It’s been long known that advertising is all about reach + frequency. You have to reach the right audience multiple times. A “one-off” advertisement doesn’t work.
The same is true in public relations. Your key messages need to reach your target audiences multiple times from multiple sources in order to move the needle.
Is civil and productive communication dead? Americans are more divided than ever. During a recent trip to Firehouse Subs, employees argued loudly about “respect” by commanding the attention of the entire restaurant.
Anaphora is a Greek rhetorical device to help you in your speech writing. The technique has been used in some of the greatest speeches in history. Perhaps, the most famous modern use of Anaphora is Martin Luther King Jr.’s “I Have a Dream” speech in 1963.
My first day in Speech Communications 101 was quite memorable. It taught us to think about the information that the audience will need to hear from your communication.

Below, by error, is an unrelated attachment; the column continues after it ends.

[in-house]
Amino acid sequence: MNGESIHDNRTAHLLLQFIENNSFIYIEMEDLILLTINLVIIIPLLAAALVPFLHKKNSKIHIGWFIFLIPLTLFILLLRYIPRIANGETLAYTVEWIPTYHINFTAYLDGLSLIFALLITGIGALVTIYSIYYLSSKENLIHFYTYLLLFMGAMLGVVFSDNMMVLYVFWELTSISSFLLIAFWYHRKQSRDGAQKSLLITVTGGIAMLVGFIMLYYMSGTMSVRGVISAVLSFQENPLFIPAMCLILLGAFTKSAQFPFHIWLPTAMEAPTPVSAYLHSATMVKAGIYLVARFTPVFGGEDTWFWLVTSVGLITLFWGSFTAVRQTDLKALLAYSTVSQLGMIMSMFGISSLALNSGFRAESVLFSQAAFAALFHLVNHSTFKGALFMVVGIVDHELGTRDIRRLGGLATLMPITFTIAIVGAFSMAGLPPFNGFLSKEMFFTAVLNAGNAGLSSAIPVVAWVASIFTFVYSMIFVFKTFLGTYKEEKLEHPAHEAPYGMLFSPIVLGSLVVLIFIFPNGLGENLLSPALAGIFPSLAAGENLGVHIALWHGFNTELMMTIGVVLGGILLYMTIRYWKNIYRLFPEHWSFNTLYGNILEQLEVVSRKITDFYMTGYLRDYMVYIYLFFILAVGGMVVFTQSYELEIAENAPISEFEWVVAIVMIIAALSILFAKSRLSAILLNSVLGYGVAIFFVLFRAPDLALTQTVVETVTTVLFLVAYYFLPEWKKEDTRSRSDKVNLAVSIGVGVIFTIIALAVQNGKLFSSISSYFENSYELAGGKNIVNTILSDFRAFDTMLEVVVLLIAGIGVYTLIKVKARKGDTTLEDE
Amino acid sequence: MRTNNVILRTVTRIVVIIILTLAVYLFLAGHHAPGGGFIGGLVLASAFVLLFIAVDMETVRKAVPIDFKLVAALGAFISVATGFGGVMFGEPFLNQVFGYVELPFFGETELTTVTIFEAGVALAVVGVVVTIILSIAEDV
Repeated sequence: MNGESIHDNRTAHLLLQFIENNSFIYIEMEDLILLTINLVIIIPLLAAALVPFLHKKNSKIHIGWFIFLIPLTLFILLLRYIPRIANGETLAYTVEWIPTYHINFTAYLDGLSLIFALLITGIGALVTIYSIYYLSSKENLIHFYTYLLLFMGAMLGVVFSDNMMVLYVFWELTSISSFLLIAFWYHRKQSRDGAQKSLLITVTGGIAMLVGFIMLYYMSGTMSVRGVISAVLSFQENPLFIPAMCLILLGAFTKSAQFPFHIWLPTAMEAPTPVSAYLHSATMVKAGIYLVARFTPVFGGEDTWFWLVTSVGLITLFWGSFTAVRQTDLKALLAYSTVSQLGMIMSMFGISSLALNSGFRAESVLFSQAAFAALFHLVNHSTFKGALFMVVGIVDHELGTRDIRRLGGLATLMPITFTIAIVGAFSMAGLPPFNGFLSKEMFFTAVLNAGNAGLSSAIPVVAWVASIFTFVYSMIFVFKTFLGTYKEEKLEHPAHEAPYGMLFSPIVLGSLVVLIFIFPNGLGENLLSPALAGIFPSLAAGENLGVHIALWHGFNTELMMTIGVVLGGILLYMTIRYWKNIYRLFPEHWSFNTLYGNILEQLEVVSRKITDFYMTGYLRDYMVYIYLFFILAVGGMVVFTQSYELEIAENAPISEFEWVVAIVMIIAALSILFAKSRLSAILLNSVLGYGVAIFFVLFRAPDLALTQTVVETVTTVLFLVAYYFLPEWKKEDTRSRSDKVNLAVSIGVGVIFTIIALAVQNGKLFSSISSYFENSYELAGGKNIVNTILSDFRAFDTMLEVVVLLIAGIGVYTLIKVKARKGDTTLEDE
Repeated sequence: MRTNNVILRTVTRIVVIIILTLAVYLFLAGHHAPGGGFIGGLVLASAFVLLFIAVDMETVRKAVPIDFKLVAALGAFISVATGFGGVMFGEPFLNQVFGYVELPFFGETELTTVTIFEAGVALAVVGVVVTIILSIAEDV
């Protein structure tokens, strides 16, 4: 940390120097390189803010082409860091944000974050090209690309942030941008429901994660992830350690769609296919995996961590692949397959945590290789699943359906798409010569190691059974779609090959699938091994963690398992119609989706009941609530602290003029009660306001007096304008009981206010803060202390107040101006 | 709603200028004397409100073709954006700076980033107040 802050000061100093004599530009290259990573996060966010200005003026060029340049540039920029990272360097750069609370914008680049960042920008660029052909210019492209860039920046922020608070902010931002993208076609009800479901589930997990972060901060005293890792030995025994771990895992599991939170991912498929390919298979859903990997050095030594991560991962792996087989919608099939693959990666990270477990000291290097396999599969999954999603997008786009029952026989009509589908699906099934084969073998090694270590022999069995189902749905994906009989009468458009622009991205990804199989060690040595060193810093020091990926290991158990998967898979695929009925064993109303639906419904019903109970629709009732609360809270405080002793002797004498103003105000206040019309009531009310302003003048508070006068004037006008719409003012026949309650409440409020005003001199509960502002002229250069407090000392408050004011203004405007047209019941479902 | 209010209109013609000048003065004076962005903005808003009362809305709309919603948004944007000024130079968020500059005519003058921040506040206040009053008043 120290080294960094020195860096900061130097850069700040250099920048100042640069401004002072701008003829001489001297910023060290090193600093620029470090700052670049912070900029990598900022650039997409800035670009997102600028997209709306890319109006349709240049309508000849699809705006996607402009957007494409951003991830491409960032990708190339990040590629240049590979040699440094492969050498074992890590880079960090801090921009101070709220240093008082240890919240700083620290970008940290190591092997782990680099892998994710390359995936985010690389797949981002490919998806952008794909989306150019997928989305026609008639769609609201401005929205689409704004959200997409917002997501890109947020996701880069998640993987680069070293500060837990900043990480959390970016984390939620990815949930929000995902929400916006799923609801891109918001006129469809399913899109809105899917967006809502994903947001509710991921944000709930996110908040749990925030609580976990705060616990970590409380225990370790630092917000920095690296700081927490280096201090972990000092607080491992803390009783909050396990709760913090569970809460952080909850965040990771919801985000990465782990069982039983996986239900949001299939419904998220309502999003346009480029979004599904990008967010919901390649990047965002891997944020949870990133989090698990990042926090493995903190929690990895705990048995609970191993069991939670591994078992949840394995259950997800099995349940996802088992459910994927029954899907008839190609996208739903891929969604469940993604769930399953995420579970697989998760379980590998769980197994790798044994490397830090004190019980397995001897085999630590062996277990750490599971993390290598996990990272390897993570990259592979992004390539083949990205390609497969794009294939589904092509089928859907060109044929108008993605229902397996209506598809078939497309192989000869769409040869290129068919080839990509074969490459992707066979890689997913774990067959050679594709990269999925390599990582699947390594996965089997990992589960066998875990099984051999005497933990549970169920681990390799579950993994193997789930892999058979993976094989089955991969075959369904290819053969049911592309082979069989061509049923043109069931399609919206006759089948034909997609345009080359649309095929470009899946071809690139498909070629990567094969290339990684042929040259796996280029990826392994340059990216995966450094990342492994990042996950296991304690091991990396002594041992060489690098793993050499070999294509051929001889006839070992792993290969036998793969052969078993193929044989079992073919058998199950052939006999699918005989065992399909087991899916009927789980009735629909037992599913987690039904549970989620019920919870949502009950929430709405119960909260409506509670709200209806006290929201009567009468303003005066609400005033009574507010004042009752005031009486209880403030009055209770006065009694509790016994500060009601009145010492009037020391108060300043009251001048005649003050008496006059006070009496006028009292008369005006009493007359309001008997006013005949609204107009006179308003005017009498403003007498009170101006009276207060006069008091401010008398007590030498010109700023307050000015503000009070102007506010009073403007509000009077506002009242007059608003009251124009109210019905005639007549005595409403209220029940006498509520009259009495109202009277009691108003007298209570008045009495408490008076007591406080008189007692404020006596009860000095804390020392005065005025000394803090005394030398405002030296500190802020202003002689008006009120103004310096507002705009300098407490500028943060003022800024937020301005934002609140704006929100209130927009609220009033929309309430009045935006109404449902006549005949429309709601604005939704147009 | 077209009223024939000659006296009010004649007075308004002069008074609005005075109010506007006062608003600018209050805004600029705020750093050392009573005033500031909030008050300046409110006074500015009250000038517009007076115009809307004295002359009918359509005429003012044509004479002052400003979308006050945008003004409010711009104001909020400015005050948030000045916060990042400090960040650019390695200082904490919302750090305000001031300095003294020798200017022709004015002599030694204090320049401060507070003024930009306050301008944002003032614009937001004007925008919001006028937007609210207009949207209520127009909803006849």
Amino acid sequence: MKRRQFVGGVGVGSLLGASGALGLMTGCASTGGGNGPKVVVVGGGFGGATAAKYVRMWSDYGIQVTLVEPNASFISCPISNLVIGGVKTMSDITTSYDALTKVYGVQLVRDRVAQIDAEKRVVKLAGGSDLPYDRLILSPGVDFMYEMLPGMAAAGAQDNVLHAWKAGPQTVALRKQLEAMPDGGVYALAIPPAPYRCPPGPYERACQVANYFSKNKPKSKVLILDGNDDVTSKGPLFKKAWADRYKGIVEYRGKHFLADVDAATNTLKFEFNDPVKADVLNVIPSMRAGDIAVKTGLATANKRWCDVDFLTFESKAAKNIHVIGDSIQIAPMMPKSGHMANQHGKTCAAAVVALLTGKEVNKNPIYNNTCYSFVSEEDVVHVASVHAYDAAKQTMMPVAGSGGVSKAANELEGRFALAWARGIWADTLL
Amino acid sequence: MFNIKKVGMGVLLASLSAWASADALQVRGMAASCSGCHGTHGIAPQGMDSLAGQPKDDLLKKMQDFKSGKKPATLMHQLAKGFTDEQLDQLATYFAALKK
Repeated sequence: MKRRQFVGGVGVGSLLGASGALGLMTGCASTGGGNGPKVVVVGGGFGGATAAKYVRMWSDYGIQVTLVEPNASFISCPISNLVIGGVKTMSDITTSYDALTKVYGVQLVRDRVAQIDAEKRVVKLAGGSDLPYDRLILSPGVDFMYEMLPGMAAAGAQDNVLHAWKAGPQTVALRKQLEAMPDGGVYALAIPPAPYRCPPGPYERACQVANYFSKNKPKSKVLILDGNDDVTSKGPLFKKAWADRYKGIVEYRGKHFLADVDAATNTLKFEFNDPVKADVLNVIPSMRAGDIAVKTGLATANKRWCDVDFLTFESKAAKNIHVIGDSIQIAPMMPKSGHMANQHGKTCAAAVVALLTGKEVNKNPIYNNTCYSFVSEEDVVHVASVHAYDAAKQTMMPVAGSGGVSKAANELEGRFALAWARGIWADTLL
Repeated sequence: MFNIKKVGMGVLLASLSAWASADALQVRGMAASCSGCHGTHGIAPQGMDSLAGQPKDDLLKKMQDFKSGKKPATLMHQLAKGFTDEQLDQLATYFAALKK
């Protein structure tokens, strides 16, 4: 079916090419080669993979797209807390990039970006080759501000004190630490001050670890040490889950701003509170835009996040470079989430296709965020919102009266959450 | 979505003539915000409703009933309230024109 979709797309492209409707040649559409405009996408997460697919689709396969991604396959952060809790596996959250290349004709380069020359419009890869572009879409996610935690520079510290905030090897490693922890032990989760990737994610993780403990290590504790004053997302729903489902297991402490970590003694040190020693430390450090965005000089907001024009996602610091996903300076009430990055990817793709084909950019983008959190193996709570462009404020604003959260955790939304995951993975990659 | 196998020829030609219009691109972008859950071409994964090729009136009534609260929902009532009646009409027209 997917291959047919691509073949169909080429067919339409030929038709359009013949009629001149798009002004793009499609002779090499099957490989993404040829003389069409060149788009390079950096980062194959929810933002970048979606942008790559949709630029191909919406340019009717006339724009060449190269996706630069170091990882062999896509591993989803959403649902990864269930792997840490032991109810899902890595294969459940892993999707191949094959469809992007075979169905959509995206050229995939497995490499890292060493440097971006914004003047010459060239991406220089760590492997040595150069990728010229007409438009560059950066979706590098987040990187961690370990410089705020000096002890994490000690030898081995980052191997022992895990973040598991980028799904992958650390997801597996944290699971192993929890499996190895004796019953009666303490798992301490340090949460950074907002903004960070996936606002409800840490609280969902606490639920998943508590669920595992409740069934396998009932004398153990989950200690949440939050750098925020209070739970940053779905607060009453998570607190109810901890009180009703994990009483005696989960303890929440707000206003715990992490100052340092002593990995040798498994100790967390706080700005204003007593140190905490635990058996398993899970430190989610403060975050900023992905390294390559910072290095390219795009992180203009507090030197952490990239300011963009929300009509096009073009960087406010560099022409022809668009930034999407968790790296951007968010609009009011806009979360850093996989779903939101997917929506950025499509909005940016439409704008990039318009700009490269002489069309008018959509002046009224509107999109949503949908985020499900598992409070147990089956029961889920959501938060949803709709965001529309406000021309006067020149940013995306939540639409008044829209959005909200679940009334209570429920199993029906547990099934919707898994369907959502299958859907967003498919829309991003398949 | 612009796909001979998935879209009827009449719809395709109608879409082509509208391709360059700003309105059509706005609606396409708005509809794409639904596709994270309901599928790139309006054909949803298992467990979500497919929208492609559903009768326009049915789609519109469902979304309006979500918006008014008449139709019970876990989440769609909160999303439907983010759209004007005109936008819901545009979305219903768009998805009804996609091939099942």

I love this cartoon that I discovered on the internet. I wish that I knew the name of the artist. It perfectly illustrates the need to prioritize your communication messaging and think of the relevance to your target audience. We always want to say so much, but in doing so, we are saying nothing at all. In the PR Wars Podcast: What’s in it for me?, we discuss why someone would care about what you have to say. The podcast discusses reader benefit and the core motives of a listener. Core motives are three word sentences: “Make me money,” “Protect my family,” “Improve my health,” etc. Instead of just talking about ourselves, we need to keep the listener’s interests in mind when we create messaging for our companies. The PR Wars “Comms 101″ segment recognizes core communication principles to help you become a better communicator.